Saxony is likely what comes to mind when thinking of carpet. This classic carpet is considered a mid-pile carpet. It's generally not as long as a frieze but stands higher than most Berber carpets or cut-and-loops. Learn what areas Saxony would be best suited for in your home.
What is a Saxony Carpet?
Saxony is a style of carpet. A Saxony carpet is a traditional soft cut-pile carpet constructed with fibers that stand straight up and cut into even lengths. This type of style and construction means the carpet will have a uniform appearance on the floor.
A straight Saxony has all of the fibers going in the same direction to present a consistent color. This style is also sometimes called a velvet Saxony because it presents a similar appearance to velvet. If you brush your hand across the surface, you will see the difference in color where the disturbed fibers were moved in the opposite direction. This style of carpet is beautiful and luxurious but Saxony carpets show footprints and every vacuum stroke.
A more recently popular style, called textured Saxony, is also known as trackless. This style has the same general characteristics as a straight Saxony, but the key difference is that the fibers are kinked or twisted in different directions. They reflect the light differently, which means that when you brush your hand across the surface, you don't notice as much of a difference in color. A textured Saxony can help to mask footprints and vacuum marks, making them a popular choice for busy households.
Pros of a Saxony Carpet
Color aside, a Saxony is almost never out of style. It is a classic look that can work well for both formal and casual settings. When selected properly according to usage conditions, it can be very durable, and look beautiful for many years.
Cons of a Saxony Carpet
Some consider Saxony to have less personality than other styles, such as a Berber or frieze, due to its relatively uniform color and pile height.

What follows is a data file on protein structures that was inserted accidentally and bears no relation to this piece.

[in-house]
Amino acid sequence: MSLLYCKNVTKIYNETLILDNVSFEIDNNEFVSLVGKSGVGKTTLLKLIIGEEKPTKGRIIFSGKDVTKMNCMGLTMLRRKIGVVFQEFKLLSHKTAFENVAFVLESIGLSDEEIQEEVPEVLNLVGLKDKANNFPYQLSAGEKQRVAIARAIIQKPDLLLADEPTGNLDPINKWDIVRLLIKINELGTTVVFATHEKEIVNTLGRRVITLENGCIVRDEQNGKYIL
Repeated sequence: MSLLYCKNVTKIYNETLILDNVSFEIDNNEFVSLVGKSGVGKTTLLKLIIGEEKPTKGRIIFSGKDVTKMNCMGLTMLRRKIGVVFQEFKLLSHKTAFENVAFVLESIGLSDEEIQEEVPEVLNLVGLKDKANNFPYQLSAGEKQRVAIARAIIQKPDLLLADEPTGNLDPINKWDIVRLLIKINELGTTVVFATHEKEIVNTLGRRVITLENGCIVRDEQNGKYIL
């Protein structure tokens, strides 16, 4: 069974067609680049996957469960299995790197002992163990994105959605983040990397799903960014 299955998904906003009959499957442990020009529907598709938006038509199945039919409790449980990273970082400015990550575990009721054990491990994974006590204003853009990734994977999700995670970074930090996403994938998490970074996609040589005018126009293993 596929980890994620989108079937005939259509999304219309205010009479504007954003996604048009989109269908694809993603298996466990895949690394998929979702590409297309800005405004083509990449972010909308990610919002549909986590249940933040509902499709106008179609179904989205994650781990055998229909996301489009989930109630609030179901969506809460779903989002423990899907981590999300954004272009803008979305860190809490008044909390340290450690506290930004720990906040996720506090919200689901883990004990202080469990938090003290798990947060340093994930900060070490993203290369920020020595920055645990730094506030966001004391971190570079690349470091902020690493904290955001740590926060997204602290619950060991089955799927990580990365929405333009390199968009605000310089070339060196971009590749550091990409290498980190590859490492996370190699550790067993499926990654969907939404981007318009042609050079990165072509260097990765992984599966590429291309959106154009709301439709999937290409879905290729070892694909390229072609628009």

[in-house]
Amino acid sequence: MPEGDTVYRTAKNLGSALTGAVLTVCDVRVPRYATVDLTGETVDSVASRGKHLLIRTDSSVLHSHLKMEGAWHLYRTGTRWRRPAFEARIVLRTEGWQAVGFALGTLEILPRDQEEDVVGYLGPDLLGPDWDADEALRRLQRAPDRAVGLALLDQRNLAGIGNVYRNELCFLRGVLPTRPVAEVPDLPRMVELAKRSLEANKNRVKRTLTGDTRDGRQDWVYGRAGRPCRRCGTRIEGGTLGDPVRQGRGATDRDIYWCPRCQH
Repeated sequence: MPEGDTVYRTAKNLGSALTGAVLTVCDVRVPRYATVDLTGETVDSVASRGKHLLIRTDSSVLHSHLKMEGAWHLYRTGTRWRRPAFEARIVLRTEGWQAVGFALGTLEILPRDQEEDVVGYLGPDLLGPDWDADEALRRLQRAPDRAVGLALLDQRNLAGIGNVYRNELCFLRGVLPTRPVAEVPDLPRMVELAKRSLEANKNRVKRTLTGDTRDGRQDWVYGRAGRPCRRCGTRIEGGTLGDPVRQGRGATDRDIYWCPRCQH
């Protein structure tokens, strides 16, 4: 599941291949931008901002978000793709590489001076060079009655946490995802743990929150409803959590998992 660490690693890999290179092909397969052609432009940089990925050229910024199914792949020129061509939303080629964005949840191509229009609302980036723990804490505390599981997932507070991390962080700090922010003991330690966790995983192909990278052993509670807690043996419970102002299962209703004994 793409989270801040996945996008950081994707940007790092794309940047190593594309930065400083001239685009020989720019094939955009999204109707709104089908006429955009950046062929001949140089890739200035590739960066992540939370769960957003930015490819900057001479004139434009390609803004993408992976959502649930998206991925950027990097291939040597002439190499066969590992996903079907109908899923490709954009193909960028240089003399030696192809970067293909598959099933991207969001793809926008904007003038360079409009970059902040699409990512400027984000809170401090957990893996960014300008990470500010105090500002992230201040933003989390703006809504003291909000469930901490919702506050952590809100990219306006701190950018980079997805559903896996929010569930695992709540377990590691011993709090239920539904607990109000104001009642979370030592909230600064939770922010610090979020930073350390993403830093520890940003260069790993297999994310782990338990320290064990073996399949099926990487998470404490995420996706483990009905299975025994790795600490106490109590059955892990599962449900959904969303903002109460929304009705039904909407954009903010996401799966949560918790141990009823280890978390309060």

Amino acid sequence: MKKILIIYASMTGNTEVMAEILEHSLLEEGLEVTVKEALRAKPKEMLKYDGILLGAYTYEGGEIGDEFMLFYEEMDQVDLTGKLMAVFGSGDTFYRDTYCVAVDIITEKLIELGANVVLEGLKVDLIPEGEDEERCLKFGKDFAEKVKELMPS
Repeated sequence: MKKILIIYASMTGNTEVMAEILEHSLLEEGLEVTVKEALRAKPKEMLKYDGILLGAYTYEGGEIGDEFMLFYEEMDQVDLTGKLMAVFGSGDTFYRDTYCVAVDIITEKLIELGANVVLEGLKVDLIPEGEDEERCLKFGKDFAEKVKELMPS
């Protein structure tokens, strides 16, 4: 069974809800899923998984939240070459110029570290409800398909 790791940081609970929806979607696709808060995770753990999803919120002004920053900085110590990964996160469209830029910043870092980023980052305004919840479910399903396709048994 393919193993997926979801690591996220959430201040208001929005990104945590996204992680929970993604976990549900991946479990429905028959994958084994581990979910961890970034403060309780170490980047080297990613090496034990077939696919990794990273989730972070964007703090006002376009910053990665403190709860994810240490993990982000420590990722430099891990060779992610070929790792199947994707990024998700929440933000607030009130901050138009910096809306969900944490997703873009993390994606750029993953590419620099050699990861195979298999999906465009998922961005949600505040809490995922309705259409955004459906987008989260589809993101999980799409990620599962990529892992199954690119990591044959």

Saxony carpet can be very deceiving when it comes to quality. It can be tricky to tell the grade of the carpet just by its looks—what appears to be a full, dense carpet can sometimes just be a relatively small number of fibers that each have a low amount of twists resulting in puffy tips when crushed by foot traffic, for example.
How to Choose Quality Saxony Carpet
Saxony, like other carpet styles, is available in many different qualities, so it generally is applicable in all areas of the home. The Saxony style is also available in every type of carpet fiber, including nylon, triexta, polyester, and wool.
You can learn to tell the quality of a Saxony carpet by carefully reading the specs. The durability of the Saxony will depend on variables such as the type of fiber, the twist of the fiber, and the density—higher twists and density likely means the Saxony is hard-wearing.
High-traffic areas would do best with denser Saxonies with a high twist. For example, a high-grade textured Saxony is a good choice for a busier area of the home, such as stairs and a family room. A medium-quality straight Saxony looks beautiful in an area infrequently used, such as a formal living room, and may hold up well due to minimal foot traffic in the space.
Selecting the Right Carpet. Carpet and Rug Institute (CRI).